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8 Great Reasons for Keeping Up Your Dental Care

By Gay Falkowski

When you’ve got a whole lot of MS symptoms to manage, it can be difficult to keep up with everyday good hygiene routines such as brushing your teeth and flossing. While you may be tempted every now and then to skip your daily dental care (the American Dental Association recommends two brushings with fluoride toothpaste and one flossing a day), the harm in doing so could be greater than you realize. Here are just some of the reasons good oral hygiene habits and regular visits to the dentist should be an essential part of your overall healthcare plan:
  1. Harmful bacteria left on the teeth turns into plaque and plaque turns into tarter, which can lead to tooth decay and painful gum disease. The early stage of gum disease is called gingivitis. If left untreated, gingivitis progresses and becomes periodontitis. Periodontitis can destroy the bones and connective tissue that help hold your teeth in place.
  2. Some of your MS symptoms can interfere with your ability to keep your teeth and gums as clean as they should be for optimum oral health. With regular visits (your dentist will determine how often you need to go), he or she can identify areas of concern before they develop into major problems and help you adjust your cleaning techniques so you avoid tarter accumulation in the areas where it appears you are missing with your brush.
  3. No matter what your level of disability, you can’t clean your teeth and gums as well as your dental hygienist can. Dental hygienists are healthcare professionals who have received specialized education and training in the practice of oral hygiene. They have the latest tools at their disposal and know the best cleaning methods to get the job done right. When you make your appointment, let them know if you’ve got symptoms that may affect your cleaning or check-up so they can plan to accommodate your needs.
  4. Autoimmune conditions such as multiple sclerosis, rheumatoid arthritis, and lupus have been associated with a higher incidence of periodontal disease, according an article in the New York Times. The article also mentions a 2002 study which suggested that P. gingivalis, one of the major bacteria in periodontal disease, was associated with destructive processes in the brain leading to multiple sclerosis. But, it cautioned, more research is needed to determine a definitive association between these diseases.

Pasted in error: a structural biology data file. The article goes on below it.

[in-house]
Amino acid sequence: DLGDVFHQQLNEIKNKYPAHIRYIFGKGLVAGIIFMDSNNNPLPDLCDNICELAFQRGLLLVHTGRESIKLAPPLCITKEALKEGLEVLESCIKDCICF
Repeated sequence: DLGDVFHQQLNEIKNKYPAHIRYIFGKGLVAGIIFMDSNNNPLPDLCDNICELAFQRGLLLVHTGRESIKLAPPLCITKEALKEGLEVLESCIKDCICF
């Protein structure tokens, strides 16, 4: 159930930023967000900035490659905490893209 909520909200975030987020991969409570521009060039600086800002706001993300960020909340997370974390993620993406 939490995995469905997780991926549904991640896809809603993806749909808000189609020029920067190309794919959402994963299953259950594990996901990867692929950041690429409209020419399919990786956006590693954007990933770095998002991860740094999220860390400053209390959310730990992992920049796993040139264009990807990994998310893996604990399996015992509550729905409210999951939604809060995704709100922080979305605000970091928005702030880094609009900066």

5. If symptoms such as tremor, fatigue, or muscle weakness make brushing difficult, your dentist and dental hygienist can tell you about the latest adaptive equipment and techniques that may help. In addition to electric toothbrushes, which have been on the market for some time, there are tools such as three-sided toothbrushes (so you can brush the tops and sides at once) and easy-grip handles that you can use to compensate for the disabilities.
  6. More than 400 prescribed and over-the-counter medications cause xerostomia, more simply known as dry mouth. Dry mouth increases the risk of oral disease because there is less saliva to coat the teeth with fluoride and wash away food particles. Have a list of your medications ready for your dentist so he or she can identify those that tend to reduce saliva. Use water, sugar-free chewing gum, or solutions recommended by your dentist to reduce dry mouth — never use hard candy, chewing gum, or beverages that have sugar.
  7. Preventive dental care costs less than dental repair. If you don’t have dental insurance, you’ll have to pay out of pocket for your cleanings. But, as the saying goes, an ounce of prevention is worth a pound of cure. With the cost of a single crown running as much as $1,500 or more (actual cost of repairs depend on many factors), you’ll save in the long run.
  8. Your smile can make someone else’s day brighter. You’ll likely feel better about sharing it when you know it’s sparkling clean!